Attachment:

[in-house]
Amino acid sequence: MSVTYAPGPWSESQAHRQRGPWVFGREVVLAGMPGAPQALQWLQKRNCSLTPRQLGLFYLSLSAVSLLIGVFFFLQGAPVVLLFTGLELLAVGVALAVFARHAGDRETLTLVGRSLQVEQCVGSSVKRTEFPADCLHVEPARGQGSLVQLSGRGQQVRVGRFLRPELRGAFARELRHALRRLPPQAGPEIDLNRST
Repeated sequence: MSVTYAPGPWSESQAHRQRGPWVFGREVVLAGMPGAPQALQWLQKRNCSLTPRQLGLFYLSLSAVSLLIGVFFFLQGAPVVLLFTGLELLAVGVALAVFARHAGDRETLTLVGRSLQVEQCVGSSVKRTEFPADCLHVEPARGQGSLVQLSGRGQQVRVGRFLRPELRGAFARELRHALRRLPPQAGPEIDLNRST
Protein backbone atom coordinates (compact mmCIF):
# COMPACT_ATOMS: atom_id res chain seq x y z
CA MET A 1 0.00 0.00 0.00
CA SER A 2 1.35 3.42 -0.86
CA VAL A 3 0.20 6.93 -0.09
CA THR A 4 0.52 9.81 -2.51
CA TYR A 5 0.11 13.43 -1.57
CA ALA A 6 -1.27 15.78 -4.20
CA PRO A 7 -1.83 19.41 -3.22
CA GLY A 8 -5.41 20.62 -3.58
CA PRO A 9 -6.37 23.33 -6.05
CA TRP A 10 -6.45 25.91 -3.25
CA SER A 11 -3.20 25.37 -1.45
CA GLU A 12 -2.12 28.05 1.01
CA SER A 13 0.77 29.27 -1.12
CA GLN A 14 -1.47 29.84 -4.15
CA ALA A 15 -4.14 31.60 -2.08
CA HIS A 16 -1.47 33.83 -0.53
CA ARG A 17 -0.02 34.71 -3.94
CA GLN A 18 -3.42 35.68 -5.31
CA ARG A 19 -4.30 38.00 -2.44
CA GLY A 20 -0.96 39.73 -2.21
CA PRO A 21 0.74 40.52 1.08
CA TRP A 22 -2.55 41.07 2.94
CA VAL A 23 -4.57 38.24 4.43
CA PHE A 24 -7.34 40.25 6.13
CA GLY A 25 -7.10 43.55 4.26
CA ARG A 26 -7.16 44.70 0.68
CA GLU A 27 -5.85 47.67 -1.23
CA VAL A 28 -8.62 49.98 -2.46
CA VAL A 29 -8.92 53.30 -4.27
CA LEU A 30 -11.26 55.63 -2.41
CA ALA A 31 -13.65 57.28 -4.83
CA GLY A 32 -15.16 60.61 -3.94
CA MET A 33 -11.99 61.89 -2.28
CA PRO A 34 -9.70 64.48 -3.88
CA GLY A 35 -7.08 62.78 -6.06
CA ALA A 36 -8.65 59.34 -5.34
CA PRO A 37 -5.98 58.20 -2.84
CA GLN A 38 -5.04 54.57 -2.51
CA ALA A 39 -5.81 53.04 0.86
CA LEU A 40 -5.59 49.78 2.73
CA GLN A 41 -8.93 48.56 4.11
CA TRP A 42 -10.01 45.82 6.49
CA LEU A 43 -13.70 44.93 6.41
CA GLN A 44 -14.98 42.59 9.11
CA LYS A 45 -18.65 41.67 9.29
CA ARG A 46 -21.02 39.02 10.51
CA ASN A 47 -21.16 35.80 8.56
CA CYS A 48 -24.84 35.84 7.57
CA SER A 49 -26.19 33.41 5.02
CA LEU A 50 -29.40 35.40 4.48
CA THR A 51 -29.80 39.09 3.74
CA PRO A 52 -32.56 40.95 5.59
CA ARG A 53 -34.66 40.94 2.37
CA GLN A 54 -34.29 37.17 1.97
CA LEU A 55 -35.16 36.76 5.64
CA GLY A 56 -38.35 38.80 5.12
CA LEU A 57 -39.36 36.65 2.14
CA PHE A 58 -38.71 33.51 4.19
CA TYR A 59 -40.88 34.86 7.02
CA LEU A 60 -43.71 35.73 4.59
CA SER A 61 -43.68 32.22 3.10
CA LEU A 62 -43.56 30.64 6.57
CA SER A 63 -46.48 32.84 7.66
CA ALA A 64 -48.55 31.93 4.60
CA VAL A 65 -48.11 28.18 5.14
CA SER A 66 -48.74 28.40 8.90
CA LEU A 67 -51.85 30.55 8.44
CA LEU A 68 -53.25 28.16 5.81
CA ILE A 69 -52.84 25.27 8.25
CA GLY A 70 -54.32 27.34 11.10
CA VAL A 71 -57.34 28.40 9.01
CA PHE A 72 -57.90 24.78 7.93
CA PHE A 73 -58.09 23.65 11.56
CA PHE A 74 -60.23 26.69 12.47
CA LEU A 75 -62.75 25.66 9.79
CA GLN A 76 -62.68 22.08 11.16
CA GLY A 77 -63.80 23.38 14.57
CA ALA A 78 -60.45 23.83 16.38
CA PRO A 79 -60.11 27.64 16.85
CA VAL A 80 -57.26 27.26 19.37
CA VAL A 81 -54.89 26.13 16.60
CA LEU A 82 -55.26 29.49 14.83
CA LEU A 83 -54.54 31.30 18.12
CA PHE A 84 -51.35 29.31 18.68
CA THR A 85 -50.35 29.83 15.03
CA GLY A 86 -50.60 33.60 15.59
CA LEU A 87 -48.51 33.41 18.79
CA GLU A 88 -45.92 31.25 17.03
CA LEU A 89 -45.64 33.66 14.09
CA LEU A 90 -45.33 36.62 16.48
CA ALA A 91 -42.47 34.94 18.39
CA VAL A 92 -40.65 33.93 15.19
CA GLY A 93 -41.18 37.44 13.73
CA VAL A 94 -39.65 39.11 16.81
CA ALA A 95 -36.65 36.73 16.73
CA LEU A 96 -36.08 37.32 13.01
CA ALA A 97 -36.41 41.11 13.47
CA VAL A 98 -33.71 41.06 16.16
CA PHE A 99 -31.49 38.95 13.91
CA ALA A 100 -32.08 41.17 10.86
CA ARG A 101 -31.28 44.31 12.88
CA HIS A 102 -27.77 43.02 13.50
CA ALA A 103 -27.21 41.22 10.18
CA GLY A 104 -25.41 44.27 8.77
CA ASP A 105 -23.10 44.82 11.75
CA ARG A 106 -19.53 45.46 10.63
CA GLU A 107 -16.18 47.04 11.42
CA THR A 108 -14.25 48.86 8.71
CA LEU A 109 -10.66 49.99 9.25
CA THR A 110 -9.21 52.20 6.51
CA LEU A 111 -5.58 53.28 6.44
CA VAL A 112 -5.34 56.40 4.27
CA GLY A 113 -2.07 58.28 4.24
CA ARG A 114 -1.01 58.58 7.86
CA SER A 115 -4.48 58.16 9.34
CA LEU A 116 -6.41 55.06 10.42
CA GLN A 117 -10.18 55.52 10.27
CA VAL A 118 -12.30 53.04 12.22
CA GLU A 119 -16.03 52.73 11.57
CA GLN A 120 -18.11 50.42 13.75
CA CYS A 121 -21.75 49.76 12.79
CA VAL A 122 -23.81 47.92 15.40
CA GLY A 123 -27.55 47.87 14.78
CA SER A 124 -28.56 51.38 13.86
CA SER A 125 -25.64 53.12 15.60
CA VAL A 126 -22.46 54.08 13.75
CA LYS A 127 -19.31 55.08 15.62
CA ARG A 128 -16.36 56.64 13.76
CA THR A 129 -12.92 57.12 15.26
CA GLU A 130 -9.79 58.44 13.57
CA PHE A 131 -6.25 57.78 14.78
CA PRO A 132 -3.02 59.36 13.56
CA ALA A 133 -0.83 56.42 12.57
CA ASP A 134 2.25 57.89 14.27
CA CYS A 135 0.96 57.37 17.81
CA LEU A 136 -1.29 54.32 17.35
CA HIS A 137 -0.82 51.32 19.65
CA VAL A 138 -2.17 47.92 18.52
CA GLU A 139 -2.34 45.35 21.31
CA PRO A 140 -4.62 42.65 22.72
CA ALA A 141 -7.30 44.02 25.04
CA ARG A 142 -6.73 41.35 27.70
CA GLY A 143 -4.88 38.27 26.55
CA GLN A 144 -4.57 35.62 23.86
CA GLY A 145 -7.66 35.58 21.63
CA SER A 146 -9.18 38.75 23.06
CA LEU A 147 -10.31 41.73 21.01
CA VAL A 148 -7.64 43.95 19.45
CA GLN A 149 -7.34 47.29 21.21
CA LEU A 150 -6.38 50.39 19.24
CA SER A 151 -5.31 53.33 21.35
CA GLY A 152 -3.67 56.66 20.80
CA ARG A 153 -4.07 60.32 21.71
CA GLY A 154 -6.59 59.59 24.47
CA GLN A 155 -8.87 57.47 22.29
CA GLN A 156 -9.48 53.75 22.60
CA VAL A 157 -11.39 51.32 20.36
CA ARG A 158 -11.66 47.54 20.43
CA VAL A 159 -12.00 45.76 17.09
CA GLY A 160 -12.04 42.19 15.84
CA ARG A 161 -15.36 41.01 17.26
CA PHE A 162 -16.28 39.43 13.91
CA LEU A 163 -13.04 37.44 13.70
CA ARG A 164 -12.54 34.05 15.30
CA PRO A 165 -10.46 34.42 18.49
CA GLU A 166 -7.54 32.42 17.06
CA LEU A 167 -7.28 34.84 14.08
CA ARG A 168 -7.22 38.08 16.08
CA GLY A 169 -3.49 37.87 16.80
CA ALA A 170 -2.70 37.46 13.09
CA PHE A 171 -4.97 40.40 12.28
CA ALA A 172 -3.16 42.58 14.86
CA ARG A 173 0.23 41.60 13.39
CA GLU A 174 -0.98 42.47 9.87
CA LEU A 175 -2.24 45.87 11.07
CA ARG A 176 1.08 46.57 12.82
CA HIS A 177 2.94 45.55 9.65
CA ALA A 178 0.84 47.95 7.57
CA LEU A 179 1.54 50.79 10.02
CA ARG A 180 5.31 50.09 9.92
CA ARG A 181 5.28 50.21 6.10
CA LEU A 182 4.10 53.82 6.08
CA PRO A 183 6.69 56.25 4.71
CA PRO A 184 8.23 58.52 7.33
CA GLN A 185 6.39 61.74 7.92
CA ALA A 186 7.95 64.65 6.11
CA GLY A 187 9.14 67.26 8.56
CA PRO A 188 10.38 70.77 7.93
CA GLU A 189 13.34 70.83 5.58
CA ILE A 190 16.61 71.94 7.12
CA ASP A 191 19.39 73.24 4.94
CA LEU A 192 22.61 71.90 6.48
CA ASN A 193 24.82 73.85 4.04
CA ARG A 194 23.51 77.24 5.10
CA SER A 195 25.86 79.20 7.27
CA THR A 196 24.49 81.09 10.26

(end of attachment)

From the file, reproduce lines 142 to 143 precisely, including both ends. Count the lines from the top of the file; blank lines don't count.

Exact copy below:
CA HIS A 137 -0.82 51.32 19.65
CA VAL A 138 -2.17 47.92 18.52